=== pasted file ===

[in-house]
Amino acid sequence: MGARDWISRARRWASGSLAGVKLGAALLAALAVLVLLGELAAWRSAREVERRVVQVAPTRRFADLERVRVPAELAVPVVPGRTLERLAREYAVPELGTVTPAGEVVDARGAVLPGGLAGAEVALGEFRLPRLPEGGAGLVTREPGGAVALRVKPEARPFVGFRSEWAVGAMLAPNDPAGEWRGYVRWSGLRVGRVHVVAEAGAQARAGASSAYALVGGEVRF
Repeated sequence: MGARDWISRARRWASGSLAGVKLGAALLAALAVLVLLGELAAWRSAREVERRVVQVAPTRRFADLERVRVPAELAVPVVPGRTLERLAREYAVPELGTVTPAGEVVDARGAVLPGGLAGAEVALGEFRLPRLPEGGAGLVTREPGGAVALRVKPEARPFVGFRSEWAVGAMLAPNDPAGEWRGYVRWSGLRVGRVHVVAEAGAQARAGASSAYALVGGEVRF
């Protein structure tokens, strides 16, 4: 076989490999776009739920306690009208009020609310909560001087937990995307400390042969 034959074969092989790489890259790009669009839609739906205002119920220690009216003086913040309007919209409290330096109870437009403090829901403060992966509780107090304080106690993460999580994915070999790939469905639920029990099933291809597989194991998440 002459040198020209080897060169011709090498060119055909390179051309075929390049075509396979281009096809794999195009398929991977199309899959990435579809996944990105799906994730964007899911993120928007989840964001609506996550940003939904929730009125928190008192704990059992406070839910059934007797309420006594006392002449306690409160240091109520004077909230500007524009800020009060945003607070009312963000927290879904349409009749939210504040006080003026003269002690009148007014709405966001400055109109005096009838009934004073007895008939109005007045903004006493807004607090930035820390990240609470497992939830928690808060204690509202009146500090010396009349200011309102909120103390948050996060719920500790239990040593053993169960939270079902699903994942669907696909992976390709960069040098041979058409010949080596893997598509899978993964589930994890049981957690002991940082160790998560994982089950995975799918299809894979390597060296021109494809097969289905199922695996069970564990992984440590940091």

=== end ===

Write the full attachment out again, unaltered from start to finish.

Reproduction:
[in-house]
Amino acid sequence: MGARDWISRARRWASGSLAGVKLGAALLAALAVLVLLGELAAWRSAREVERRVVQVAPTRRFADLERVRVPAELAVPVVPGRTLERLAREYAVPELGTVTPAGEVVDARGAVLPGGLAGAEVALGEFRLPRLPEGGAGLVTREPGGAVALRVKPEARPFVGFRSEWAVGAMLAPNDPAGEWRGYVRWSGLRVGRVHVVAEAGAQARAGASSAYALVGGEVRF
Repeated sequence: MGARDWISRARRWASGSLAGVKLGAALLAALAVLVLLGELAAWRSAREVERRVVQVAPTRRFADLERVRVPAELAVPVVPGRTLERLAREYAVPELGTVTPAGEVVDARGAVLPGGLAGAEVALGEFRLPRLPEGGAGLVTREPGGAVALRVKPEARPFVGFRSEWAVGAMLAPNDPAGEWRGYVRWSGLRVGRVHVVAEAGAQARAGASSAYALVGGEVRF
């Protein structure tokens, strides 16, 4: 076989490999776009739920306690009208009020609310909560001087937990995307400390042969 034959074969092989790489890259790009669009839609739906205002119920220690009216003086913040309007919209409290330096109870437009403090829901403060992966509780107090304080106690993460999580994915070999790939469905639920029990099933291809597989194991998440 002459040198020209080897060169011709090498060119055909390179051309075929390049075509396979281009096809794999195009398929991977199309899959990435579809996944990105799906994730964007899911993120928007989840964001609506996550940003939904929730009125928190008192704990059992406070839910059934007797309420006594006392002449306690409160240091109520004077909230500007524009800020009060945003607070009312963000927290879904349409009749939210504040006080003026003269002690009148007014709405966001400055109109005096009838009934004073007895008939109005007045903004006493807004607090930035820390990240609470497992939830928690808060204690509202009146500090010396009349200011309102909120103390948050996060719920500790239990040593053993169960939270079902699903994942669907696909992976390709960069040098041979058409010949080596893997598509899978993964589930994890049981957690002991940082160790998560994982089950995975799918299809894979390597060296021109494809097969289905199922695996069970564990992984440590940091």